Can you ever have enough starting pitching?
For some Red Sox fans, yes.
In Brad Penny's last start against the Twins, he pitched 5.1 innings, giving up three runs and striking out seven for the win. Immediately following that outing, speculation began to fly that Penny was expendable as the Red Sox had a "surplus" of starting pitching.
Penny has certainly pitched better as of late. And with the dominant Triple-A performances of Clay Buchholz and the imminent return to the majors by John Smoltz, the Red Sox do appear to be well-stocked with starters.
Yet trading away legitimate starting pitchers under the pretense of speculation seems a bit of a risk, does it not?
There are assumptions that if John Smoltz comes back in June, the Red Sox are going to have too many problems with starters.
I just don't subscribe to these assumptions. I believe you can never have too much starting pitching. Pitching and defense are the keys to championships.
If you are to trade Brad Penny, there are certain trade partners one has to expect. Teams looking to acquire a rental. Penny has a one-year deal in place with the Red Sox for 5 million dollars.
There is a 3 million dollar incentive if he exceeds 180 innings pitched. Obviously, Penny will be inspired to reach that incentive.
Who are the possible trade partners?
Buster Olney of ESPN started the trade winds earlier this week by floating out catch-all statements like "several teams are interested" and listed off multiple National League teams including Chicago, Milwaukee, Philadelphia, and St. Louis.
I have no issue with trading any player on the Red Sox (Pedroia, Bay, and Youkilis excluded) but it seems to me as though Penny is not going to fetch anything worth dealing him for. What exactly do you think you get in return for him?
There has not been a single trade offer rumored but many Red Sox fans are ready to deal him. Again on presumption. All while talking out both sides of their mouths.
People say deal him. "Lots of teams need starting pitching." Yet if I say, "Keep him, " I am met with arguments that include "too much pitching", "unhappy clubhouse", and Penny's "incentive-laden contract."
Additionally, friends and local radio callers point out that Penny is 31 years old, has had arm troubles previously, and has notoriously tailed off performance-wise after the All-Star Break.
So if you are an opposing general manager, looking to acquire an arm, are you not going to be aware of these things? Brad Penny is a solid 3rd or 4th starter. I don't think there is any questioning that.
My issue is that the Red Sox are not going to receive the compensation that makes it worthwhile to deal him.
The next question is, what are the Red Sox needs?
We know the farm system is well-stocked. Theo Epstein and crew have done a remarkable job of building up arms through out the system.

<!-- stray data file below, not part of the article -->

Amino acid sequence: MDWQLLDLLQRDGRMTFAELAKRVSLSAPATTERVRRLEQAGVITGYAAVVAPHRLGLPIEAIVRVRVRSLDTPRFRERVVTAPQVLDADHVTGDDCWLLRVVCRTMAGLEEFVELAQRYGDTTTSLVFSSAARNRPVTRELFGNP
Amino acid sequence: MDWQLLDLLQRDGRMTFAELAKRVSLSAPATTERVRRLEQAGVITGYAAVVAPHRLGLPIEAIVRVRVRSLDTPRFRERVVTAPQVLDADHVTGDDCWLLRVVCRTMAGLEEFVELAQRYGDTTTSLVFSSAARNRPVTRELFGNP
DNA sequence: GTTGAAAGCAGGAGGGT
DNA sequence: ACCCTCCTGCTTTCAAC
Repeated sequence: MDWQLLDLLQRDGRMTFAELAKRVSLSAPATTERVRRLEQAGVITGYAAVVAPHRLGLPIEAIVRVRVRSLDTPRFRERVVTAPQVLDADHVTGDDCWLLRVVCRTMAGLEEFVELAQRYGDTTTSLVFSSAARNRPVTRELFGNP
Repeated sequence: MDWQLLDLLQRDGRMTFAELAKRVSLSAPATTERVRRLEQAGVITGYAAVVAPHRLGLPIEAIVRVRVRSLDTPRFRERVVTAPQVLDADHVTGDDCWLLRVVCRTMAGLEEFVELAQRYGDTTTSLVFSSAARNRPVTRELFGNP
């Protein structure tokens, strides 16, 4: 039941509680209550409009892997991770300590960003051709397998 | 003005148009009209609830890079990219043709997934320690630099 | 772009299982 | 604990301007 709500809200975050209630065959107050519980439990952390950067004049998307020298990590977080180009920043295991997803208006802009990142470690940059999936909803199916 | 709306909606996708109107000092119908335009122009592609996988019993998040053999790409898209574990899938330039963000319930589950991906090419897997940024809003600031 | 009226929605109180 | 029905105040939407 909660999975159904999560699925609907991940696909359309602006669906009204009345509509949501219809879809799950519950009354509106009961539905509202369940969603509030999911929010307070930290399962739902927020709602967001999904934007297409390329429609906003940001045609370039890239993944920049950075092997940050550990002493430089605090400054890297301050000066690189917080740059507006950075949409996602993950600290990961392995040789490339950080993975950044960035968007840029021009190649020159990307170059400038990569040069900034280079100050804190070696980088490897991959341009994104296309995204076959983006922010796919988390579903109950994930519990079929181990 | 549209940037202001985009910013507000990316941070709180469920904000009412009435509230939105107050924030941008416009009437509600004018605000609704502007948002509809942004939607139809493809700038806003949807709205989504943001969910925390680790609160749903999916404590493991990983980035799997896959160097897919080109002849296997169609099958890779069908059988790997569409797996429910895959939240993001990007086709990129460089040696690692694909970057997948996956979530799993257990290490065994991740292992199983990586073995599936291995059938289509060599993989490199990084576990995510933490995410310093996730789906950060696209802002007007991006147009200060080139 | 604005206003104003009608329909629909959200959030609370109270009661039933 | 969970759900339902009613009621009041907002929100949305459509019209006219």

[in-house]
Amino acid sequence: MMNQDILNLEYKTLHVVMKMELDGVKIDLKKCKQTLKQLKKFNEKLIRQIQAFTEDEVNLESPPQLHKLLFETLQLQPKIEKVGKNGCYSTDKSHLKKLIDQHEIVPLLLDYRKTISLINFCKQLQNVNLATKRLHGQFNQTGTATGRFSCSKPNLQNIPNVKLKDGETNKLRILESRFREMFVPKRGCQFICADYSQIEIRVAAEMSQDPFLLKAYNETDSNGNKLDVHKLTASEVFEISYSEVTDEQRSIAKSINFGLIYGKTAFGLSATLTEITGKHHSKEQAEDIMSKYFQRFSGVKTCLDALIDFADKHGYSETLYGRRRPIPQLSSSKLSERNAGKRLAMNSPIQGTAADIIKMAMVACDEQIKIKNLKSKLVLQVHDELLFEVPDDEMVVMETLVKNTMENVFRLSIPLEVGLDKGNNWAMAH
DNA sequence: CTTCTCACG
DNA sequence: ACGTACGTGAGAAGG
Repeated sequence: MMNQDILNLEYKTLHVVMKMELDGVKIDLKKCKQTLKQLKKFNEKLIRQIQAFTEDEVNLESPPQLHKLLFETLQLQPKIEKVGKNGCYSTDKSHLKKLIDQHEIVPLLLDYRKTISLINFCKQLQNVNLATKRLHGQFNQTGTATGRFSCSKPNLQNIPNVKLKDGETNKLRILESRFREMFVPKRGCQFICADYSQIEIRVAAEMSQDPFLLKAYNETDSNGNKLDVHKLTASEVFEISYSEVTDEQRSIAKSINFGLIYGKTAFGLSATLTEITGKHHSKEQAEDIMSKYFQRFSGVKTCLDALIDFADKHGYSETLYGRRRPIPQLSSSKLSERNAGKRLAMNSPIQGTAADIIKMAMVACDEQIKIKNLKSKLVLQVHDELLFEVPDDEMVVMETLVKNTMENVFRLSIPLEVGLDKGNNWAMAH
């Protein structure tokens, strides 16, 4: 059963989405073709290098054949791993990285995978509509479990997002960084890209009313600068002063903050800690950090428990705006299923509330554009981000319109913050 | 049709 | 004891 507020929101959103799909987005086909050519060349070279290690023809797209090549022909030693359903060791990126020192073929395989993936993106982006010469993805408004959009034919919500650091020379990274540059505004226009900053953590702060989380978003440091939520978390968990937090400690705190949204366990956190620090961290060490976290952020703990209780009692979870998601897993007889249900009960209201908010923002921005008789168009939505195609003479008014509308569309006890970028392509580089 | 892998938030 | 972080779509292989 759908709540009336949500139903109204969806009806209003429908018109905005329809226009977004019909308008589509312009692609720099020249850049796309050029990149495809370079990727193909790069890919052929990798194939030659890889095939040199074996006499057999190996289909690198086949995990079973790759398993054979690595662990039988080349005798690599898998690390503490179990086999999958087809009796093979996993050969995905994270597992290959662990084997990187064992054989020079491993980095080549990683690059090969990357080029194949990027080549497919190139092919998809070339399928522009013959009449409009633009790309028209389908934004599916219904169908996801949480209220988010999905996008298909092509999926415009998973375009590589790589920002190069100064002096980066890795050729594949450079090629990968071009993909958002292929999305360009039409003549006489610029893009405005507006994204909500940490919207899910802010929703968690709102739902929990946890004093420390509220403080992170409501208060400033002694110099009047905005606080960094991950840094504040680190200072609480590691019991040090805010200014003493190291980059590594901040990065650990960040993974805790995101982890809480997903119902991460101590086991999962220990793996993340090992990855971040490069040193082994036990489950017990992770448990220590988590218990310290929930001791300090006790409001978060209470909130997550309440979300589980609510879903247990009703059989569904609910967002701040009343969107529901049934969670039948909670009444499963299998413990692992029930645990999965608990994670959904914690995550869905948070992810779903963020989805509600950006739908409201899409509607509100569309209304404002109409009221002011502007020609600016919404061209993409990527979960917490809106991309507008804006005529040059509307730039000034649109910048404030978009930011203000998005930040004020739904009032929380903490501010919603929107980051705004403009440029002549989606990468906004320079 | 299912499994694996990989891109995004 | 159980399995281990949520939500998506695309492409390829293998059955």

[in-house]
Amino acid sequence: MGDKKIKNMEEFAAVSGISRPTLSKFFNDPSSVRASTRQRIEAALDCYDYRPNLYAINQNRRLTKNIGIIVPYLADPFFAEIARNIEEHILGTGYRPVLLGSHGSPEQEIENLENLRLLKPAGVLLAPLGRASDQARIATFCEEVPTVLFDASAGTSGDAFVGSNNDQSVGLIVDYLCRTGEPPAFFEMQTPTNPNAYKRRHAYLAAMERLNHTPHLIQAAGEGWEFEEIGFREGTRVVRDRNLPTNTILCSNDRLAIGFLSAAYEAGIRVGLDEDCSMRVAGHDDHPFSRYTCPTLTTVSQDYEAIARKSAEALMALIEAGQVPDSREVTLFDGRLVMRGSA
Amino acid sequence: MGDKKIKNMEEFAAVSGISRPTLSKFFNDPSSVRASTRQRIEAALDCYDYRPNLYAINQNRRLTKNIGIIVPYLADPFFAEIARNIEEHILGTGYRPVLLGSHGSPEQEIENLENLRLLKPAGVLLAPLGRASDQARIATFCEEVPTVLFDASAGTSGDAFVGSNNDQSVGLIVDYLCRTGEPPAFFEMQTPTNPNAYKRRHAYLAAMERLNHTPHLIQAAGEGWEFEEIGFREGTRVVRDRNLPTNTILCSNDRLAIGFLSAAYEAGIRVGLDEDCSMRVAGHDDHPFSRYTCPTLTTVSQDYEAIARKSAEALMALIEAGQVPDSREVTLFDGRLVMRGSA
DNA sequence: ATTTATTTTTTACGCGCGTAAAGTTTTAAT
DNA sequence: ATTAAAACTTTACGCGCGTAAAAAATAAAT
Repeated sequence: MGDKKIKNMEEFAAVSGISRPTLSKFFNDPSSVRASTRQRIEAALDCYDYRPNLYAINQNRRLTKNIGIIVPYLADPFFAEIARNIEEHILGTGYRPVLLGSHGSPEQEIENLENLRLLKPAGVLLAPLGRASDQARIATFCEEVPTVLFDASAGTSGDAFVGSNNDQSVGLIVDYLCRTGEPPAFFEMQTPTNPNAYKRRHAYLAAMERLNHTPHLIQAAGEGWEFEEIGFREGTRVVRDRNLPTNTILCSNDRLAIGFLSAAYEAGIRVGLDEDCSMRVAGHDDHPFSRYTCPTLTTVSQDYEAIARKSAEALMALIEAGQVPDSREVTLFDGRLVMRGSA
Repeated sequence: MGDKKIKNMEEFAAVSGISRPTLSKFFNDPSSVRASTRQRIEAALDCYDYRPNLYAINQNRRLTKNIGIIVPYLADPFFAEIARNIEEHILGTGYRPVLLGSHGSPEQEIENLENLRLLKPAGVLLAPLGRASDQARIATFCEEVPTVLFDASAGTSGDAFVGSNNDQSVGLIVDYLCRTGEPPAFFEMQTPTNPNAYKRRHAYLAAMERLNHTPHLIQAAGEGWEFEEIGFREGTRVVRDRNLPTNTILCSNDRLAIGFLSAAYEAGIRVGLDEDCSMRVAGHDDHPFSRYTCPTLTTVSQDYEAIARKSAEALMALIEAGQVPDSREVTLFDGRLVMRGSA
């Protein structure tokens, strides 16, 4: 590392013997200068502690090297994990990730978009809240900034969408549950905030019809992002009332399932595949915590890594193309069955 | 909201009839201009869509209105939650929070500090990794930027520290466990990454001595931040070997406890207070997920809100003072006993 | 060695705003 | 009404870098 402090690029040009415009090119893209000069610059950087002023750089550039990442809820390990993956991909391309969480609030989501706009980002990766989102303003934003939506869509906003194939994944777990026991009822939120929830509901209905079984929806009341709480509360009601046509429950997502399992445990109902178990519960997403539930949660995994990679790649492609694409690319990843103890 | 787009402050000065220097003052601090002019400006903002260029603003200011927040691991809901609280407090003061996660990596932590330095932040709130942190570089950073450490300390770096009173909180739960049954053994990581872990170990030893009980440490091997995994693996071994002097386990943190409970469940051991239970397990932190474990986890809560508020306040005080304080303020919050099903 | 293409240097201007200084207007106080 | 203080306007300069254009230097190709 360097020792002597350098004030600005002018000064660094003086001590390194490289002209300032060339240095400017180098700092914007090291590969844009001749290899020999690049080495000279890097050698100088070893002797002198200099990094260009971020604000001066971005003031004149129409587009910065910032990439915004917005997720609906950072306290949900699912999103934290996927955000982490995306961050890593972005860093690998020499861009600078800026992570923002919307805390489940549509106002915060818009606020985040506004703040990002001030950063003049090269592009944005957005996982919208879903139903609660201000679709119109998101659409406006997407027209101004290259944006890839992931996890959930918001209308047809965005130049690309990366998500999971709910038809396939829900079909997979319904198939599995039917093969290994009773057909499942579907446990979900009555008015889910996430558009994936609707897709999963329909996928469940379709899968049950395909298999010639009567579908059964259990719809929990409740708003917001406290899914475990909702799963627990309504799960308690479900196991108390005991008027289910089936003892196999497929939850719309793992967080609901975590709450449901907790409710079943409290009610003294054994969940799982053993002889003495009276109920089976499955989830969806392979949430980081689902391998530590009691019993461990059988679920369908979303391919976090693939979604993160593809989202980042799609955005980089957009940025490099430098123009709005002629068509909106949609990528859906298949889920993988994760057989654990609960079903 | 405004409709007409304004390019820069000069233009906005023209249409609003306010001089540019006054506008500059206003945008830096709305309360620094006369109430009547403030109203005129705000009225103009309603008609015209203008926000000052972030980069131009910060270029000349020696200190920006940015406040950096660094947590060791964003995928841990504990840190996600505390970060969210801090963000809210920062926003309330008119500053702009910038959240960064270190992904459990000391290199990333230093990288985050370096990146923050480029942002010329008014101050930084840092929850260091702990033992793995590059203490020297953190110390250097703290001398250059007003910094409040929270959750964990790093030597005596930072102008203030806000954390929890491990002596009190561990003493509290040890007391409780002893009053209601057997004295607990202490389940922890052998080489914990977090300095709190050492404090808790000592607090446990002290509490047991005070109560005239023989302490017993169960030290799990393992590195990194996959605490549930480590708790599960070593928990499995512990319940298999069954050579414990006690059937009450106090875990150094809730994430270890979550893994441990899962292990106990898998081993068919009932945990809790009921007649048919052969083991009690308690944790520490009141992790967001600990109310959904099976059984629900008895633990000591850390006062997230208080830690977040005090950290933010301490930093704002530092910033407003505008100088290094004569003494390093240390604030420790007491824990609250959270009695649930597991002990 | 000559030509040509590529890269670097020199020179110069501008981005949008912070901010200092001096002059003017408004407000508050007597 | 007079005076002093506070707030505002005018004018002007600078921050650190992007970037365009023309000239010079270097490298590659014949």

The hitters are also starting to come into form as well. This will feed the team over the next 20 years and provide prospects to be traded for current MLB stars.
The Red Sox have an obvious need at shortstop. Nick Green and Julio Lugo (yuck) are not solutions.
Jed Lowrie is on the Disabled List until around the All-Star Break. If the Sox feel Lowrie projects to be an above average MLB shortstop, then Lugo and Green are going to fill in until mid-July. No deal to be done.
If Jed Lowrie is not their answer then you need to start looking at teams who have an expendable shortstop, have a need for pitching and are in contention. That narrows the list down considerably.
Milwaukee - Has JJ Hardy with SS prospect Alcides Escobar waiting in the wings. The Brewers currently have great starting pitching.
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St. Louis - Could use Brad Penny but really only has Khalil Greene. Greene has anxiety problems and is sub-par defensively.
Neither of these two sound like a match. I would certainly deal Penny for JJ Hardy, but I can't imagine the Brewers would do that deal.
The Chicago White Sox has a few shortstops but if they are not in contention in the AL Central, why would they trade for a rental?
Here is what the Red Sox trade Brad Penny for:
- An upgrade at shortstop
- A major league ready catcher
- An A-level prospect
That's it. Anything else is selling yourself short.
I just don't see anything happening in terms of a trade. I think it's all convenient speculation.
At the end of the day, having six starters with additional minor league depth is going to set the Red Sox up for a long postseason run in to October.
Brady Penny will be around for that.
Darryl Johnston is the Red Sox correspondent for Fanball.com. He has many years of sports writing under his championship belts. Email him - firstname.lastname@example.org